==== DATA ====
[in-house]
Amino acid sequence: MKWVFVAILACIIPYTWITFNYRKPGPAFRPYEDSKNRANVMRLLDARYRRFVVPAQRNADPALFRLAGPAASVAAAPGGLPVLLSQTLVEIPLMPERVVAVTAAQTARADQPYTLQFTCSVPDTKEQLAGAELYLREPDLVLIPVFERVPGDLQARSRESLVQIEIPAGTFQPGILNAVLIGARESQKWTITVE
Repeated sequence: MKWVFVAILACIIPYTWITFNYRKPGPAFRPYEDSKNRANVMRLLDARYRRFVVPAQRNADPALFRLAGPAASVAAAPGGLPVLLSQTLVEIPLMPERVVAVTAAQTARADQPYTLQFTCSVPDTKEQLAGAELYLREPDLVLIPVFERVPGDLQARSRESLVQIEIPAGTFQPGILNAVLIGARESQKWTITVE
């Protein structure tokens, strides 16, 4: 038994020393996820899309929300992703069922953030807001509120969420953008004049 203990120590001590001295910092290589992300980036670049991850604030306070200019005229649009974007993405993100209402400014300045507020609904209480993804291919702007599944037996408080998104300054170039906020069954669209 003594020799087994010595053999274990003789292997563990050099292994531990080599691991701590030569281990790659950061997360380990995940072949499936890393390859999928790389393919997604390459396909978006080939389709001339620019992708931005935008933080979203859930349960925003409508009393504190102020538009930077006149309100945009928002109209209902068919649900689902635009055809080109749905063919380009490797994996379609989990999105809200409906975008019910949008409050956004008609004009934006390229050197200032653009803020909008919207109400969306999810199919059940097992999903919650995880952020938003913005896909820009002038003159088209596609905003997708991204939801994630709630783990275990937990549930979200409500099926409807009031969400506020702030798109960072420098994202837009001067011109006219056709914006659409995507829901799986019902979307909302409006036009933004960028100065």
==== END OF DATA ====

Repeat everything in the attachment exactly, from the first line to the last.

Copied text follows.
[in-house]
Amino acid sequence: MKWVFVAILACIIPYTWITFNYRKPGPAFRPYEDSKNRANVMRLLDARYRRFVVPAQRNADPALFRLAGPAASVAAAPGGLPVLLSQTLVEIPLMPERVVAVTAAQTARADQPYTLQFTCSVPDTKEQLAGAELYLREPDLVLIPVFERVPGDLQARSRESLVQIEIPAGTFQPGILNAVLIGARESQKWTITVE
Repeated sequence: MKWVFVAILACIIPYTWITFNYRKPGPAFRPYEDSKNRANVMRLLDARYRRFVVPAQRNADPALFRLAGPAASVAAAPGGLPVLLSQTLVEIPLMPERVVAVTAAQTARADQPYTLQFTCSVPDTKEQLAGAELYLREPDLVLIPVFERVPGDLQARSRESLVQIEIPAGTFQPGILNAVLIGARESQKWTITVE
């Protein structure tokens, strides 16, 4: 038994020393996820899309929300992703069922953030807001509120969420953008004049 203990120590001590001295910092290589992300980036670049991850604030306070200019005229649009974007993405993100209402400014300045507020609904209480993804291919702007599944037996408080998104300054170039906020069954669209 003594020799087994010595053999274990003789292997563990050099292994531990080599691991701590030569281990790659950061997360380990995940072949499936890393390859999928790389393919997604390459396909978006080939389709001339620019992708931005935008933080979203859930349960925003409508009393504190102020538009930077006149309100945009928002109209209902068919649900689902635009055809080109749905063919380009490797994996379609989990999105809200409906975008019910949008409050956004008609004009934006390229050197200032653009803020909008919207109400969306999810199919059940097992999903919650995880952020938003913005896909820009002038003159088209596609905003997708991204939801994630709630783990275990937990549930979200409500099926409807009031969400506020702030798109960072420098994202837009001067011109006219056709914006659409995507829901799986019902979307909302409006036009933004960028100065």